"Not all mental illnesses are biological or genetic, some stem from environmental or lifestyle choices e.g. financial woes or drug and alcohol abuse causing – severe – depression, respectively. Doctors attribute a very high risk of mental illness where drug and alcohol abuse is involved. Drug Free Pakistan 2008 statistics show at least five million people in the country are drug users. However, a bigger problem now is the easy access and availability of alcohol in the country. Excessive use affects not only the drinker biologically with liver damage but the family emotionally as it may have to suffer violent behaviour. “I cancelled my wedding with only a month left,” said Sara (not her real name). “My fiancée used to drink a lot. At first I didn’t pay much attention to his aggressive demeanor but then one day he pushed me during an argument and I fell down the stairs and got hurt pretty badly.” That was the day Sara decided she could not deal with her fiancée’s illness any more. “He wasn’t a bad person, it was just when he drank, he lost control of himself.” Dealing with an alcoholic is a full-time job, especially when the person is “totally dependent on the alcohol and in absolute denial.”"
Right towards the end, the writer decides to muse aloud on the root causes of mental illness. Apparently, not all are biological or genetic. So some are? Should you perhaps have mentioned that when you were talking about the denial some parents feel when they have a special child?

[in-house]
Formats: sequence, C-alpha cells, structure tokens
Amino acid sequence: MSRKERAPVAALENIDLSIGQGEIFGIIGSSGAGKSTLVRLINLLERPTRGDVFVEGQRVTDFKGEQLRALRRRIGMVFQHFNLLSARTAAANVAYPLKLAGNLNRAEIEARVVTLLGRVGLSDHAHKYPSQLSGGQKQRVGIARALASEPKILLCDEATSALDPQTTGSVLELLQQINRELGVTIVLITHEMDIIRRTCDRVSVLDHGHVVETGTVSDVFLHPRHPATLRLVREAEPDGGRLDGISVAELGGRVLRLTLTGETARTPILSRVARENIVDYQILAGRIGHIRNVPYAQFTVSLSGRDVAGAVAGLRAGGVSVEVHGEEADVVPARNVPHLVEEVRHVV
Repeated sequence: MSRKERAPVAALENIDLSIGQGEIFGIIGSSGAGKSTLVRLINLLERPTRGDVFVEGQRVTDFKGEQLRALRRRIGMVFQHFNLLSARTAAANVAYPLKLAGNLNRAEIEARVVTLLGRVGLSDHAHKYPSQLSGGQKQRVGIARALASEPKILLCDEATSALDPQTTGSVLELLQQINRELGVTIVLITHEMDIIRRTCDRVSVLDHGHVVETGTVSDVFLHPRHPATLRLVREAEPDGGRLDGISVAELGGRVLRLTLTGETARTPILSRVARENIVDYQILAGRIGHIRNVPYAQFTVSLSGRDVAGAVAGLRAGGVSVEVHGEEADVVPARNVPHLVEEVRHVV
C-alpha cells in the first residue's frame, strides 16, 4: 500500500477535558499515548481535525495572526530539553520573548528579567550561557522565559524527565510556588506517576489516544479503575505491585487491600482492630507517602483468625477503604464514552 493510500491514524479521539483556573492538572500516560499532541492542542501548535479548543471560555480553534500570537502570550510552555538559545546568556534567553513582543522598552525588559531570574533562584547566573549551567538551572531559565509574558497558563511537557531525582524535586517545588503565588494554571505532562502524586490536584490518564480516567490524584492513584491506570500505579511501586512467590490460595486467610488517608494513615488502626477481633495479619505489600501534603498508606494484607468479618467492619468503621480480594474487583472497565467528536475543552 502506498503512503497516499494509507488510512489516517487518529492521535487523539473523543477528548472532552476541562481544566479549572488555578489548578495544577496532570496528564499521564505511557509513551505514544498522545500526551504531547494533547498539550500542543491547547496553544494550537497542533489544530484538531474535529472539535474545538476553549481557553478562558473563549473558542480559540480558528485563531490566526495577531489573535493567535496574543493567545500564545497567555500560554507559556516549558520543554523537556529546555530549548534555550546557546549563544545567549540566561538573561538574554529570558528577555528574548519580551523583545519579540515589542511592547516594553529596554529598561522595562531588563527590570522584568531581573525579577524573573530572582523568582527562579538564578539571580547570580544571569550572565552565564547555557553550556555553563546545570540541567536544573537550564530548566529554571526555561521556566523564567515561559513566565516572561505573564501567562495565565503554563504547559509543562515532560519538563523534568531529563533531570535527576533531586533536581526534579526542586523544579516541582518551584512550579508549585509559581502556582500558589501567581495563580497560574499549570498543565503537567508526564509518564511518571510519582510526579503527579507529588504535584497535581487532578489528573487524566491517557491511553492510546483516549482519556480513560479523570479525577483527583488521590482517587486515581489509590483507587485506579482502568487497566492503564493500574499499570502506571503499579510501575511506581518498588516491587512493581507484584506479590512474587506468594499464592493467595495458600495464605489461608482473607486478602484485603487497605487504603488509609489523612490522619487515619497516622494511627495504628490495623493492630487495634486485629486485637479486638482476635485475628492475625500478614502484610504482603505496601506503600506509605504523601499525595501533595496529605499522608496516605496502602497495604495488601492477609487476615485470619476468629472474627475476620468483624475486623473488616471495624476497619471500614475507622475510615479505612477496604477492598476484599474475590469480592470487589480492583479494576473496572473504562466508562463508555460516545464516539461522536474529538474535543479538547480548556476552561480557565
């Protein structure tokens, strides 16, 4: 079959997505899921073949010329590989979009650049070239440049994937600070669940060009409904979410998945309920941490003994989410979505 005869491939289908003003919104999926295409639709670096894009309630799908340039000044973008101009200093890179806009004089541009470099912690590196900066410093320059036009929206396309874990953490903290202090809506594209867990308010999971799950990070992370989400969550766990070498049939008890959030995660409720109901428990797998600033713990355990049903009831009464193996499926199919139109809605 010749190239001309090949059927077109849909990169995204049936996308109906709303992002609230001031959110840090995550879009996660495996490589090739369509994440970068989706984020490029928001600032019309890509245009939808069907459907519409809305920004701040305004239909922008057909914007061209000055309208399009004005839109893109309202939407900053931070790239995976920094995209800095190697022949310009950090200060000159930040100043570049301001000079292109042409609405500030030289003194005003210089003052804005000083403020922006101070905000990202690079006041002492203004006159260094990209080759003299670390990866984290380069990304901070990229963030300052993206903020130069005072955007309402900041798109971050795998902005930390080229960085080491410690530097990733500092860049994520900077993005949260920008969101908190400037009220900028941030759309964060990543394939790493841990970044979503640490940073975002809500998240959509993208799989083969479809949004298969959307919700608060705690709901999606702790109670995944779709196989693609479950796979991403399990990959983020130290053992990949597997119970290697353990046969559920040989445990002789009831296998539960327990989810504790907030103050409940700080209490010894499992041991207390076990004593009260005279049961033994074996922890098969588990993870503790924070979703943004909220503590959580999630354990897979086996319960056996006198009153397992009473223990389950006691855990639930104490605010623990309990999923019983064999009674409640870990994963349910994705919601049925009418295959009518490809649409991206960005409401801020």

"Some stem from environmental or lifestyle choices." For example not enough space to exercise or commune with something other than concrete? High concentrations of lead in the water? Ceaseless exposure to blood and gore on TV? The stress of a joint family system? Both parents at work all day? Nope. "Financial woes or drug or alcohol abuse."
If you, like me, think this is the bit where solutions and options for the rather drastically disenfranchised people featured above should make a dramatic, if belated, entrance, don’t hold your breath. We are left, instead, with the thought that substance abuse is always a cause rather than a symptom, and that people with mental illnesses exist on the peripheries of society rather than being a faceless, misunderstood part of it. We do not know who they are but we will know them when we see them, from their speech impediments and their uncontrollable rages. They will be the ones who are shunned by their parents. They will be the ones who are dragged to quacks by ignorant relatives. They will be the alcoholic men looming over their sobbing fiancés at the bottom of the stairs. They will never be the special child who hears music when others don’t, the CEO who harnesses his obsessive-compulsive attention to detail into material success, the alcoholic poet who marries lyricism and mysticism, or the artist who pins his heightened sensitivity and capacity for wonder onto canvas before taking his own life.
"Experts say the most important thing is self-awareness and communication, both of which do not come easy and that is when a strong, supportive family or friend is needed the most."
Physician, heal thyself. Editor, wake up.